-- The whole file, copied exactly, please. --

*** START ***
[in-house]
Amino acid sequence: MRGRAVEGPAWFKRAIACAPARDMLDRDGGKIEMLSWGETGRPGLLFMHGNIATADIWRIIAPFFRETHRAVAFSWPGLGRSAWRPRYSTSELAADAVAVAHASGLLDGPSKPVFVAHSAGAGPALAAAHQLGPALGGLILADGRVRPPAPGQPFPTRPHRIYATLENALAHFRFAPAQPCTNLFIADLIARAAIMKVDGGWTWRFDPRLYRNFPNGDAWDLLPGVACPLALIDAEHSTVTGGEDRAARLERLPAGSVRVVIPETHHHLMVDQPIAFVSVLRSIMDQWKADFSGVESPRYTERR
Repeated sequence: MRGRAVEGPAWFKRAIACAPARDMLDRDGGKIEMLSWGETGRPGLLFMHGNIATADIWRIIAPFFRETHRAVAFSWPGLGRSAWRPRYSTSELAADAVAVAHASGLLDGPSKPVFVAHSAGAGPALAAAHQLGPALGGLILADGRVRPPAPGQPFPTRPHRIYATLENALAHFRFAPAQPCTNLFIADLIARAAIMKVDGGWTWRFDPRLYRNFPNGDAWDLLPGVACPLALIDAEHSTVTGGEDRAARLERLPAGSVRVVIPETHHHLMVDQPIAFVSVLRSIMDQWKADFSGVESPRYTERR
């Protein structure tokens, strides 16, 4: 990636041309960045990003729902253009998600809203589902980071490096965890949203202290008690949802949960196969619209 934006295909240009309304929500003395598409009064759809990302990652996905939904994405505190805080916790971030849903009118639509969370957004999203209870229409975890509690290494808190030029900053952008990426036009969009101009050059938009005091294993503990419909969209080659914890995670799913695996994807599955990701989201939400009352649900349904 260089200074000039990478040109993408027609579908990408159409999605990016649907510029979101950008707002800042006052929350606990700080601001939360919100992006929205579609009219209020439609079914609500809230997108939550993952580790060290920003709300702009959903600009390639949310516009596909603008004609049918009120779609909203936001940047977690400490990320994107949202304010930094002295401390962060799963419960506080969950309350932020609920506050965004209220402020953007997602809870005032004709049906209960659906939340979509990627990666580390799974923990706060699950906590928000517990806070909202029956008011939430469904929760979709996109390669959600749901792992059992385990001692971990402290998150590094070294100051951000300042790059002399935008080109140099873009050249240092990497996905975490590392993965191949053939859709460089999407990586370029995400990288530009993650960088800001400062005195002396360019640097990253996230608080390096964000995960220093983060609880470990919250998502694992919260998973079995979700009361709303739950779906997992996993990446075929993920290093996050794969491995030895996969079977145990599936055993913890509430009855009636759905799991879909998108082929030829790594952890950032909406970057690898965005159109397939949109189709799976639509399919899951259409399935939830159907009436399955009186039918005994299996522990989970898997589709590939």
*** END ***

[in-house]
Amino acid sequence: MRGRAVEGPAWFKRAIACAPARDMLDRDGGKIEMLSWGETGRPGLLFMHGNIATADIWRIIAPFFRETHRAVAFSWPGLGRSAWRPRYSTSELAADAVAVAHASGLLDGPSKPVFVAHSAGAGPALAAAHQLGPALGGLILADGRVRPPAPGQPFPTRPHRIYATLENALAHFRFAPAQPCTNLFIADLIARAAIMKVDGGWTWRFDPRLYRNFPNGDAWDLLPGVACPLALIDAEHSTVTGGEDRAARLERLPAGSVRVVIPETHHHLMVDQPIAFVSVLRSIMDQWKADFSGVESPRYTERR
Repeated sequence: MRGRAVEGPAWFKRAIACAPARDMLDRDGGKIEMLSWGETGRPGLLFMHGNIATADIWRIIAPFFRETHRAVAFSWPGLGRSAWRPRYSTSELAADAVAVAHASGLLDGPSKPVFVAHSAGAGPALAAAHQLGPALGGLILADGRVRPPAPGQPFPTRPHRIYATLENALAHFRFAPAQPCTNLFIADLIARAAIMKVDGGWTWRFDPRLYRNFPNGDAWDLLPGVACPLALIDAEHSTVTGGEDRAARLERLPAGSVRVVIPETHHHLMVDQPIAFVSVLRSIMDQWKADFSGVESPRYTERR
């Protein structure tokens, strides 16, 4: 990636041309960045990003729902253009998600809203589902980071490096965890949203202290008690949802949960196969619209 934006295909240009309304929500003395598409009064759809990302990652996905939904994405505190805080916790971030849903009118639509969370957004999203209870229409975890509690290494808190030029900053952008990426036009969009101009050059938009005091294993503990419909969209080659914890995670799913695996994807599955990701989201939400009352649900349904 260089200074000039990478040109993408027609579908990408159409999605990016649907510029979101950008707002800042006052929350606990700080601001939360919100992006929205579609009219209020439609079914609500809230997108939550993952580790060290920003709300702009959903600009390639949310516009596909603008004609049918009120779609909203936001940047977690400490990320994107949202304010930094002295401390962060799963419960506080969950309350932020609920506050965004209220402020953007997602809870005032004709049906209960659906939340979509990627990666580390799974923990706060699950906590928000517990806070909202029956008011939430469904929760979709996109390669959600749901792992059992385990001692971990402290998150590094070294100051951000300042790059002399935008080109140099873009050249240092990497996905975490590392993965191949053939859709460089999407990586370029995400990288530009993650960088800001400062005195002396360019640097990253996230608080390096964000995960220093983060609880470990919250998502694992919260998973079995979700009361709303739950779906997992996993990446075929993920290093996050794969491995030895996969079977145990599936055993913890509430009855009636759905799991879909998108082929030829790594952890950032909406970057690898965005159109397939949109189709799976639509399919899951259409399935939830159907009436399955009186039918005994299996522990989970898997589709590939």